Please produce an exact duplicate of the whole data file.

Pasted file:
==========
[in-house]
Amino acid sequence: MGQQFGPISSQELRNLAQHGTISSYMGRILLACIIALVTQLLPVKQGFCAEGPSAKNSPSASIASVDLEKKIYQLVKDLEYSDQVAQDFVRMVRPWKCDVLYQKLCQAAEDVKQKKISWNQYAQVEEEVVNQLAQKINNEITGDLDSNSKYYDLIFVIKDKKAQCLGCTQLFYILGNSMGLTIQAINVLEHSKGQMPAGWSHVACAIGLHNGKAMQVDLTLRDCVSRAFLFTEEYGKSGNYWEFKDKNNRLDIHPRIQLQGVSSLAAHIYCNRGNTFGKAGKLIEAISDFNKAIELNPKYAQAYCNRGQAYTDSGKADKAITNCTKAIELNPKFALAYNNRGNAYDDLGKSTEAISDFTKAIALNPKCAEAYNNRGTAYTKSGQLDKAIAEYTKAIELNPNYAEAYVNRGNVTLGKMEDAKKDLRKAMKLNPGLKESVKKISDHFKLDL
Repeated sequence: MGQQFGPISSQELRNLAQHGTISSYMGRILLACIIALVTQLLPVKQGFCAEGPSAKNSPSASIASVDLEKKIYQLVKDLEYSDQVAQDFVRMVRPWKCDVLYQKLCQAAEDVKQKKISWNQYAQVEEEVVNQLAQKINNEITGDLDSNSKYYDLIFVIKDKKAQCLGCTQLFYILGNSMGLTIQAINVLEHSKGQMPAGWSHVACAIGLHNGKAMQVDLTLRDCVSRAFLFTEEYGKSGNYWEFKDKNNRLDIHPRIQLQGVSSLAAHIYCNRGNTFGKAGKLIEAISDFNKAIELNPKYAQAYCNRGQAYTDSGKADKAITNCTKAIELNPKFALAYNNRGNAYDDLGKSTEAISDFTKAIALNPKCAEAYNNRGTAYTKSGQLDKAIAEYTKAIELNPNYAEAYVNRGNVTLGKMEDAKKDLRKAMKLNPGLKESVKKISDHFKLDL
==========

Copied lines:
[in-house]
Amino acid sequence: MGQQFGPISSQELRNLAQHGTISSYMGRILLACIIALVTQLLPVKQGFCAEGPSAKNSPSASIASVDLEKKIYQLVKDLEYSDQVAQDFVRMVRPWKCDVLYQKLCQAAEDVKQKKISWNQYAQVEEEVVNQLAQKINNEITGDLDSNSKYYDLIFVIKDKKAQCLGCTQLFYILGNSMGLTIQAINVLEHSKGQMPAGWSHVACAIGLHNGKAMQVDLTLRDCVSRAFLFTEEYGKSGNYWEFKDKNNRLDIHPRIQLQGVSSLAAHIYCNRGNTFGKAGKLIEAISDFNKAIELNPKYAQAYCNRGQAYTDSGKADKAITNCTKAIELNPKFALAYNNRGNAYDDLGKSTEAISDFTKAIALNPKCAEAYNNRGTAYTKSGQLDKAIAEYTKAIELNPNYAEAYVNRGNVTLGKMEDAKKDLRKAMKLNPGLKESVKKISDHFKLDL
Repeated sequence: MGQQFGPISSQELRNLAQHGTISSYMGRILLACIIALVTQLLPVKQGFCAEGPSAKNSPSASIASVDLEKKIYQLVKDLEYSDQVAQDFVRMVRPWKCDVLYQKLCQAAEDVKQKKISWNQYAQVEEEVVNQLAQKINNEITGDLDSNSKYYDLIFVIKDKKAQCLGCTQLFYILGNSMGLTIQAINVLEHSKGQMPAGWSHVACAIGLHNGKAMQVDLTLRDCVSRAFLFTEEYGKSGNYWEFKDKNNRLDIHPRIQLQGVSSLAAHIYCNRGNTFGKAGKLIEAISDFNKAIELNPKYAQAYCNRGQAYTDSGKADKAITNCTKAIELNPKFALAYNNRGNAYDDLGKSTEAISDFTKAIALNPKCAEAYNNRGTAYTKSGQLDKAIAEYTKAIELNPNYAEAYVNRGNVTLGKMEDAKKDLRKAMKLNPGLKESVKKISDHFKLDL